For example, I was told over and over for nearly a decade to write a book about Accountability in the workplace. It wasn’t until I shared this crazy idea with my ten-year-old son, Riley. His response was, “Dad, you always tell me to take action. It’s your turn to take action!” Riley was right; I took action by surrounding myself with the right people and wrote the book; Balanced Accountability – Three Leadership Secrets to Win Hearts and Maximize Performance.

What is one strategy that has helped you grow your business?

Advertising is an investment, not an expense. I learned early on in my career that most people have no idea about your business. Entrepreneurs can get caught up in their own bubble and assume that others know, but reality check: they don’t.
It makes you wonder why entrepreneurs who fail will eventually resort to advertising their businesses for sale. Don’t ever cut advertising. Hire a professional if you’re not sure how to advertise, and stick with it as a long-term play.

What is one failure you had as an entrepreneur, and how did you overcome it?

Early on in my career, my team was setting sales records, winning awards, and getting large bonus checks. However, I was told that no one enjoyed working with me; that I was a micromanager. This awarded me the worst nickname you can ever get as a leader (which I reveal in my book).

I overcame that horrible name by taking action and catching others doing things right. And most importantly, I stopped micromanaging. I eventually earned the Best Leader award from my team—my most cherished accolade. It’s the story of how I stopped managing and started leading, using balanced accountability to improve every aspect of my team.

What is one business idea that you’re willing to give away to our readers?

It’s time to get rid of the computer keyboards. We need to perfect the technology to the point of talking to our computers. The benefits of this would be countless, especially when you consider how computing technology is somewhat reserved for those with certain physical abilities.

Offering more tech options to a population of people with disabilities would be incredible, and we’re getting closer to this becoming a reality. Just look at Siri and Alexa.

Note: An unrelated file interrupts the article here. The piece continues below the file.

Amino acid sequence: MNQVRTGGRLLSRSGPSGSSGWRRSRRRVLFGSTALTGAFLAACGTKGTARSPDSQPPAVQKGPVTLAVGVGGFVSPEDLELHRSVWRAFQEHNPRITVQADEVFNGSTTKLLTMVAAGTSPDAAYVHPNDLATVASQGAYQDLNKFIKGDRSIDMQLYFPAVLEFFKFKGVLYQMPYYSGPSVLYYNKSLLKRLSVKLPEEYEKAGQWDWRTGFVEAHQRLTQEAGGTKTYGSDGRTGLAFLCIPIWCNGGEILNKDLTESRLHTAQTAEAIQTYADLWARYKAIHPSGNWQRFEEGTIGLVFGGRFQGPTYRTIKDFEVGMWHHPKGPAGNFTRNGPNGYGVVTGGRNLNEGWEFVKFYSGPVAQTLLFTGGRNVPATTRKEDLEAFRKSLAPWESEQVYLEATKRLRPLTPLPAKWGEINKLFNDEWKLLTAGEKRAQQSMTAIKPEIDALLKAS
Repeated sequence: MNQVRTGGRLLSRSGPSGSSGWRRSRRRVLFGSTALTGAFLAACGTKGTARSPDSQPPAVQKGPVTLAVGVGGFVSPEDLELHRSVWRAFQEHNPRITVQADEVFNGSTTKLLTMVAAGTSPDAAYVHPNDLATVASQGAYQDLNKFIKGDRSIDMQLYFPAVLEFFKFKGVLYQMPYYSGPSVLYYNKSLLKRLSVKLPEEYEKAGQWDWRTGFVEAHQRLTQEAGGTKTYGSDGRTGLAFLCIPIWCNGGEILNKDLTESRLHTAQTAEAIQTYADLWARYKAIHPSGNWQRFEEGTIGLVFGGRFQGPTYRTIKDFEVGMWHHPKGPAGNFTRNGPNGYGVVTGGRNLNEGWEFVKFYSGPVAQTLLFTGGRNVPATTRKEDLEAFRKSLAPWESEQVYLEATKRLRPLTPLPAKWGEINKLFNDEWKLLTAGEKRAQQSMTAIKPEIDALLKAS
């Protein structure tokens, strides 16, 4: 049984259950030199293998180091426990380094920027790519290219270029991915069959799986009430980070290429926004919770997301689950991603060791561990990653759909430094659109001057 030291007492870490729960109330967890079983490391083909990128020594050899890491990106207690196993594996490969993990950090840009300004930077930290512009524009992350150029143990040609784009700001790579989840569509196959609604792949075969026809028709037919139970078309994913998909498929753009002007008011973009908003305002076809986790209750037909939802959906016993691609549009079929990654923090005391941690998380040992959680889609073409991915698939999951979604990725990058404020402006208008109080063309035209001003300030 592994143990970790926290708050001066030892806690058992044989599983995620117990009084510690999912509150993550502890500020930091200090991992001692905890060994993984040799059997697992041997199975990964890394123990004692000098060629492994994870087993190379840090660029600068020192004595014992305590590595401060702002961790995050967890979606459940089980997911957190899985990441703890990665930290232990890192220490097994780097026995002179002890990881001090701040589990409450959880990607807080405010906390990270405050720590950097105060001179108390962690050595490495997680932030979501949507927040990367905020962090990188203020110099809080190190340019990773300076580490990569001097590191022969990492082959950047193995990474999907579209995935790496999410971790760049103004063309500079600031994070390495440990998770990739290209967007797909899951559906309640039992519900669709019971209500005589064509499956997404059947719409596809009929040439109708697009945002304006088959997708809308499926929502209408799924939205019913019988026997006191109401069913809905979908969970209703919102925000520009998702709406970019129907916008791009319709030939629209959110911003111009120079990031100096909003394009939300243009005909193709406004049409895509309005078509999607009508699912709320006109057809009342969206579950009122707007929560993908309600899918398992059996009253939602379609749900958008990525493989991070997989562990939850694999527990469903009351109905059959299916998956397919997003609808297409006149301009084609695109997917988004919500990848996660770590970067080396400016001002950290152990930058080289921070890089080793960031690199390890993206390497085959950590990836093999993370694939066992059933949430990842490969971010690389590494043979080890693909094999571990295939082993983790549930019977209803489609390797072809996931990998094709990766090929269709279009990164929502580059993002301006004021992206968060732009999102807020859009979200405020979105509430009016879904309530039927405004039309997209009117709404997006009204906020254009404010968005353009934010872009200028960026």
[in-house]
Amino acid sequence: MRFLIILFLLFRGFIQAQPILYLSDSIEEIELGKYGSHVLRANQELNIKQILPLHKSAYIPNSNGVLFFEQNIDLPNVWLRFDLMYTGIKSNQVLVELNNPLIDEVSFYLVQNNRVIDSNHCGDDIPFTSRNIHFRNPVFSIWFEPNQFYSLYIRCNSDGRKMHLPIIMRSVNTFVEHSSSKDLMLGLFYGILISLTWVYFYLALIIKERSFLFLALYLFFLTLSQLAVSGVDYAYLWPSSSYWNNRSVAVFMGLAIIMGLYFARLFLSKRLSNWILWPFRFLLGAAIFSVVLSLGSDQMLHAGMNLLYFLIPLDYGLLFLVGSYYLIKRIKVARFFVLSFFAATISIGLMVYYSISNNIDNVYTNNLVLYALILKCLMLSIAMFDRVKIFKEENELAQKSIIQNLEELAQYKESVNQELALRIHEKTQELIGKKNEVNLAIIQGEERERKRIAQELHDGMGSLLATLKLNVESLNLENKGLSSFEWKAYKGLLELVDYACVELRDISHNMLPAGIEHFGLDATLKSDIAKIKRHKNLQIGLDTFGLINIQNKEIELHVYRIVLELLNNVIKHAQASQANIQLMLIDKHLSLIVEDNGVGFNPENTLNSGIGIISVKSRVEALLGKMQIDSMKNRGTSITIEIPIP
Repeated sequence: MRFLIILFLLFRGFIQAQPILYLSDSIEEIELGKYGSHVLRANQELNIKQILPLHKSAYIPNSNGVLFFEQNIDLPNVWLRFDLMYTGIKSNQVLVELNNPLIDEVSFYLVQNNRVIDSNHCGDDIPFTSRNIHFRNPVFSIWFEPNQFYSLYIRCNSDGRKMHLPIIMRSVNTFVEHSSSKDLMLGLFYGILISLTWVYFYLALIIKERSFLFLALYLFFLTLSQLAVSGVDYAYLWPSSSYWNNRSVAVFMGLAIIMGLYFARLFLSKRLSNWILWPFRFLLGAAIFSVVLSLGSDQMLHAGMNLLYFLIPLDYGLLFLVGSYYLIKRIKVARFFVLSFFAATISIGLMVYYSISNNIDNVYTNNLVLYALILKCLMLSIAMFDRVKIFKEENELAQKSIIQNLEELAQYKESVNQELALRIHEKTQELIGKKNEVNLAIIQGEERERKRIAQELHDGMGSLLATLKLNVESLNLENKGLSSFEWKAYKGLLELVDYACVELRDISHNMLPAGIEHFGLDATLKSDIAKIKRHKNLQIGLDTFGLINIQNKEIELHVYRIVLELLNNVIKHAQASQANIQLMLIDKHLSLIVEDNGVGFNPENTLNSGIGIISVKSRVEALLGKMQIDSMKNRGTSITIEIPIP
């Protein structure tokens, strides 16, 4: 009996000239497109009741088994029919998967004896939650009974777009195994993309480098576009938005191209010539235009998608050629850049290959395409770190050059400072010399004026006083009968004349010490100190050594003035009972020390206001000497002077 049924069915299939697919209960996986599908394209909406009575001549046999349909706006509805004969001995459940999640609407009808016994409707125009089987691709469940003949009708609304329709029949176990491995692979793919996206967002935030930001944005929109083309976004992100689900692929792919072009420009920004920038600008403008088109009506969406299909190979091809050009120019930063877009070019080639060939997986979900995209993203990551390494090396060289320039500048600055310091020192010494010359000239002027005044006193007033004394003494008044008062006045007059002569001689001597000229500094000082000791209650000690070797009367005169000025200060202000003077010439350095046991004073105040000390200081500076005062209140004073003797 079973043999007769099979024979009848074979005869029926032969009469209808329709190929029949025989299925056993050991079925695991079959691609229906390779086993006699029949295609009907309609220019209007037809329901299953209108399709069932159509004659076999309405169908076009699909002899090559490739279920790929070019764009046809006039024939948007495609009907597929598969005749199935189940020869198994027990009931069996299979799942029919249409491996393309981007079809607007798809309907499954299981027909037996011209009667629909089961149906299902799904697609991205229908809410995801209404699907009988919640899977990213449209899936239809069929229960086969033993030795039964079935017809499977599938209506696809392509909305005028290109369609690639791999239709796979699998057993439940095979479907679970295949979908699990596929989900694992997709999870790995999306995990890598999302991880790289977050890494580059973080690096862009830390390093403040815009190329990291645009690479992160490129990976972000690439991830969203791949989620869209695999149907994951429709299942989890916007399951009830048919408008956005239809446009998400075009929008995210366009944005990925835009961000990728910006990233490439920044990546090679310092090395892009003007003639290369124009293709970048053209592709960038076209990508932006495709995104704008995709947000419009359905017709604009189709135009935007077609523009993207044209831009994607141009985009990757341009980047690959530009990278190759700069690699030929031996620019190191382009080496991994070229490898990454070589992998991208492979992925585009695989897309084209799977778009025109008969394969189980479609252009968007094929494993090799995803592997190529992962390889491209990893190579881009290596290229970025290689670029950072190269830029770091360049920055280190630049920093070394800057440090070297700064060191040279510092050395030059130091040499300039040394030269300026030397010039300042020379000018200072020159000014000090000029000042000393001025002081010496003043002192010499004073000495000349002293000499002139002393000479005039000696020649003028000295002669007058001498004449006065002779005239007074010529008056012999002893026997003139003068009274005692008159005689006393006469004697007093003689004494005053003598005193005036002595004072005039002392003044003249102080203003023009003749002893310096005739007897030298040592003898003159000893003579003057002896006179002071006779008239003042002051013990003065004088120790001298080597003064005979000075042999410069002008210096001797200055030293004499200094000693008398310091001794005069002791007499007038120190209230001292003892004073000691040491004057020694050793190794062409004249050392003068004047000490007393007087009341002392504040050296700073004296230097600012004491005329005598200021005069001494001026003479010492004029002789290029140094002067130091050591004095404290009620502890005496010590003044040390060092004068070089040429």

What is the best $100 you recently spent? What and why?

I had an employee that was having challenges with his spouse. I’ve learned that to fix most challenges, you just need to get people to talk it out, so I offered to pay for them to have a date night. They went out to a nice dinner and a movie – something they hadn’t done in years.

The employee was so thankful and mentioned that no one had ever been willing to do something like that for them. This is a perfect example of how to win hearts.

What is one piece of software or a web service that helps you be productive?

Evernote. I love to write notes during meetings, and Evernote allows me to take a picture of my writings and import them to the app. It’s so intelligent that it actually reads my words. It also makes searching for old notes incredibly easy. I have over four years of notes and can find any one of them within a second. I love Evernote!

What is the one book that you recommend our community should read and why?

The Advantage: Why Organizational Health Trumps Everything Else in Business by Patrick Lencioni. It teaches this great exercise called “The Personal History” that I do with every new team.

I’ve even done this with groups that have worked together for years, and they always walk away more gung-ho than ever. Once you discover each other’s personal histories, you can start to understand why the people you work with are the way they are.

What is your favorite quote?

“The best way to predict the future is to create it.” – Abraham Lincoln

This quote always reminds me that I’m in full control of my future – I just need to go create it. This enables me to never see problems, only temporary challenges that I can work through.

Key Learnings:

• Take time every day to give gratitude to all that you have accomplished. Use the 5 Minute Journal app to help you with this.
• Feedback on your work and leadership is a gift. Embrace it.
• Stop the excuses for why you haven’t done something, and take action.
• Artificial Intelligence is here to stay, so embrace it. Find a way that your business can be a part of the future.
• Don’t micromanage. Give ownership to others to help them to complete their work. Let your employees know that you trust them and always be available to offer guidance when asked.
• Extra Credit: Read my book, Balanced Accountability: Three Leadership Secrets to Win Hearts and Maximize Performance.